Heroes Die is gearing up for a gig! After a long hiatus, we are reassembling to once again rock the hell out of New York City.
We will also shortly be launching our crowdfunding campaign to record and release an amazing EP, with tons of goodies and giveaways for everyone who participates. T-shirts, stickers, CDs, downloads ... we're even aiming for a limited 7" pressing of two rare songs on red vinyl!
Finally, our drummer, Steve, is vying to get his novel published on the crowdfunding publishing site Inkshares. If you love credible science-fiction fans of Philip K. Dick, Isaac Asimov, Arthur C. Clarke or love pulp and noir with crisp dialogue fans of Elmore Leonard and Raymond Chandler or you love ensemble pieces set in a fantastic universe where the impossible can happen -- George R. R. Martin fans or you like all of those things (!!!) check out 'Disintegration' on Inkshares.com!
About the Band
The Origin of Heroes Die
Heroes Die formed in June of 2011 when Steve Soldwedel (Cripplebush, Divided Front) and Robert Kleinendorst (Cripplebush, Shaggis Thrum, Subluminus), both long on hiatus from Cripplebush, and both of whom were sick of trolling ads for new bands, reconvened and said: "Fuck it, let's start a new band."
They got to writing and rehearsing and, not long after, brought in Sean Mahoney (Subluminus) on bass. The group rehearsed as a power trio, but the songs demanded a second guitar. Kleinendorst brought in John Black, who lends his significant chops to the lead work of Heroes Die.
The band has played the Canal Room, Santos Party House, Sullivan Hall, and other venerable downtown venues, including Fontana's, where they had their inaugural gig. They're out to play every hall in town that can handle the weight.
Heroes Die is spreading its heavy, melodic brand of dirty blues- and funk-inspired rock and roll all over New York City.
Get ready to rock.
When Rob and I got together to write a handful of songs for Heroes Die, I dusted off an old lyric (I wrote the chorus and one or two of the verses back in the Cripplebush days) because he came to me with the perfect guitar part for it. We had Cadillac Girl's form and a third verse after about 15 minutes. That first session also yielded "Lorena", "Dry Out, Dry Up" and "Give It to Me".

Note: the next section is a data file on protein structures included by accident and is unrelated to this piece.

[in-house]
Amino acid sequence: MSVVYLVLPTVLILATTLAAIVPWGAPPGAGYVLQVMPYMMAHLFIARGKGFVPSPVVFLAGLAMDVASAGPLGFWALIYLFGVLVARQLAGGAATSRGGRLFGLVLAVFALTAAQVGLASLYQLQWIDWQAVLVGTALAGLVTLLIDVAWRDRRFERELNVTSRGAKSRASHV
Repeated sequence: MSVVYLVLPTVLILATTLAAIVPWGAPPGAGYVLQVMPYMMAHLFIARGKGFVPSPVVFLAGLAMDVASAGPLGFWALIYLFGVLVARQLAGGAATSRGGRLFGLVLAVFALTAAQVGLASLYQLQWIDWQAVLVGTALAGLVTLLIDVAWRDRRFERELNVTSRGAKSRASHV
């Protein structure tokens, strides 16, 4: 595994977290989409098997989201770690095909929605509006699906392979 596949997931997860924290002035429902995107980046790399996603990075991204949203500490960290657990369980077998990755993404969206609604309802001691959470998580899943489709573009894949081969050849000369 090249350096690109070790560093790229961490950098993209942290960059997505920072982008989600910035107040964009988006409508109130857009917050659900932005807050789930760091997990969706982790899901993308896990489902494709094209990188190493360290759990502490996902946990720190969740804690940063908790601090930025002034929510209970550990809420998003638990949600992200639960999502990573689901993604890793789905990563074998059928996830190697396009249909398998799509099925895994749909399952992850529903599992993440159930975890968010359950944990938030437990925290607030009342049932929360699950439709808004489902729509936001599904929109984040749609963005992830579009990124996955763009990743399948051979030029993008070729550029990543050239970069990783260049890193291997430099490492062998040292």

I'd written what became Caddy at some point in the late aughts, after an acrimonious break-up with a woman nine years my senior. I spent a little time thinking about how hot she'd been, how pretty on the outside she was ... and I realized that she wasn't very pretty on the inside.
That began the chorus, which was the kernel of the whole song: "Pretty on the outside / Ugly on the inside."
From there, it occurred to me that I'd known a lot of really nice girls who weren't much to look at: "Ugly on the outside / but such a nice girl" ... and it got me to thinking about myself, wondering what made me think I deserved someone pretty, outside and in, when I wasn't exactly gleaming from within.
That last thought lead to: "God, I must be certified / certainly unjustifed / for thinking I deserve / a Cadillac Girl."
A Cadillac Girl would be that perfect 10 ... not just a bangin' body and a sweet face but a well-realized person whose beautiful inner-self outshines even her dime-piece packaging.
Sean came into rehearsal one week with a bassline that grabbed immediate attention. It was funky, it was cool, and Rob and I were able to jam on it, immediately.
In a matter of minutes we had a completed verse and, not long after, a nearly complete song but for lyrics.
Rob wanted me to pull out a two-word phrase that fit the instrumentation he, John and Sean composed for the chorus, and I was completely at a loss.
"Like, any two words?" I asked Rob. "You just want a two-note phrase you can sing?"
"OK," I replied. "How about 'Butt Plug'?"
He made a face at me that was part bemusement and, I figure, amusement, because he shrugged and stepped up to the microphone.
We began playing and, when his vocal cue came, he belted out "Buuuuut Pluuuuug!" and we all cracked up.
Once we had the form of the song in place, with the asinine placeholder lyrics, I set about writing some actual words. We already had a couple songs about sex ("Flip My Switch", "Give It to Me"), so I wanted to compose something that was a little less sophomoric. I emailed the guys lyrics entitled "Tough Love".
The responses from Rob and Sean were, essentially, "Hey, that's great, but can you make this song about sex?"
So, per the request of the song's daddy and the lead singer, I took another pass at lyrics and envisioned a girl who was doing all the wrong things for all the wrong reasons ... you know, the same old shit that every Glam/Cock/Schlock Rock band ever wrote a song about ... except they were always like "Yeah! We love whores! They're easy!!" and, sure, there's something to be said for easy but I decided to take a non-accusatory stance that asked: "Hey, babe, why are you doing this shit?"